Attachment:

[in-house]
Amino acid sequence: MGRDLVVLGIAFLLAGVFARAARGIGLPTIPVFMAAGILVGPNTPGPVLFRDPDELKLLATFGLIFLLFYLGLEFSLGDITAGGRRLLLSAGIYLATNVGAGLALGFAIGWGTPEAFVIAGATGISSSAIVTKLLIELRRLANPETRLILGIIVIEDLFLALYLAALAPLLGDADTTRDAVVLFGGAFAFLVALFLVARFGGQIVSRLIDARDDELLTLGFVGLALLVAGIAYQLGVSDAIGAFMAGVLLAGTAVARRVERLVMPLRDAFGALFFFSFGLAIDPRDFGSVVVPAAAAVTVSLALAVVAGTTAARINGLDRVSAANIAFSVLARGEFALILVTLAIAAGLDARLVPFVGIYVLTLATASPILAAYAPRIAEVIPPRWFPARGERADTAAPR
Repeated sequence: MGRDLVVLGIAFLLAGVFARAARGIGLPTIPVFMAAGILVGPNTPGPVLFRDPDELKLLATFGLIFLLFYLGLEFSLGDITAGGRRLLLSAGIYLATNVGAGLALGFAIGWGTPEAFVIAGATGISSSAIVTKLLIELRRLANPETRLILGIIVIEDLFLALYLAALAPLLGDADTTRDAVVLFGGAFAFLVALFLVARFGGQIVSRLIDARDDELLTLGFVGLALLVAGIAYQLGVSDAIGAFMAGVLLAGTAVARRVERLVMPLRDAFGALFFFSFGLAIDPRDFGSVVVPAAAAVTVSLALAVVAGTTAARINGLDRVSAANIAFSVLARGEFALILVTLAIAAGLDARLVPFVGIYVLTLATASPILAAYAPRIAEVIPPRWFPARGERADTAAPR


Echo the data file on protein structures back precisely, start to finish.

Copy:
[in-house]
Amino acid sequence: MGRDLVVLGIAFLLAGVFARAARGIGLPTIPVFMAAGILVGPNTPGPVLFRDPDELKLLATFGLIFLLFYLGLEFSLGDITAGGRRLLLSAGIYLATNVGAGLALGFAIGWGTPEAFVIAGATGISSSAIVTKLLIELRRLANPETRLILGIIVIEDLFLALYLAALAPLLGDADTTRDAVVLFGGAFAFLVALFLVARFGGQIVSRLIDARDDELLTLGFVGLALLVAGIAYQLGVSDAIGAFMAGVLLAGTAVARRVERLVMPLRDAFGALFFFSFGLAIDPRDFGSVVVPAAAAVTVSLALAVVAGTTAARINGLDRVSAANIAFSVLARGEFALILVTLAIAAGLDARLVPFVGIYVLTLATASPILAAYAPRIAEVIPPRWFPARGERADTAAPR
Repeated sequence: MGRDLVVLGIAFLLAGVFARAARGIGLPTIPVFMAAGILVGPNTPGPVLFRDPDELKLLATFGLIFLLFYLGLEFSLGDITAGGRRLLLSAGIYLATNVGAGLALGFAIGWGTPEAFVIAGATGISSSAIVTKLLIELRRLANPETRLILGIIVIEDLFLALYLAALAPLLGDADTTRDAVVLFGGAFAFLVALFLVARFGGQIVSRLIDARDDELLTLGFVGLALLVAGIAYQLGVSDAIGAFMAGVLLAGTAVARRVERLVMPLRDAFGALFFFSFGLAIDPRDFGSVVVPAAAAVTVSLALAVVAGTTAARINGLDRVSAANIAFSVLARGEFALILVTLAIAAGLDARLVPFVGIYVLTLATASPILAAYAPRIAEVIPPRWFPARGERADTAAPR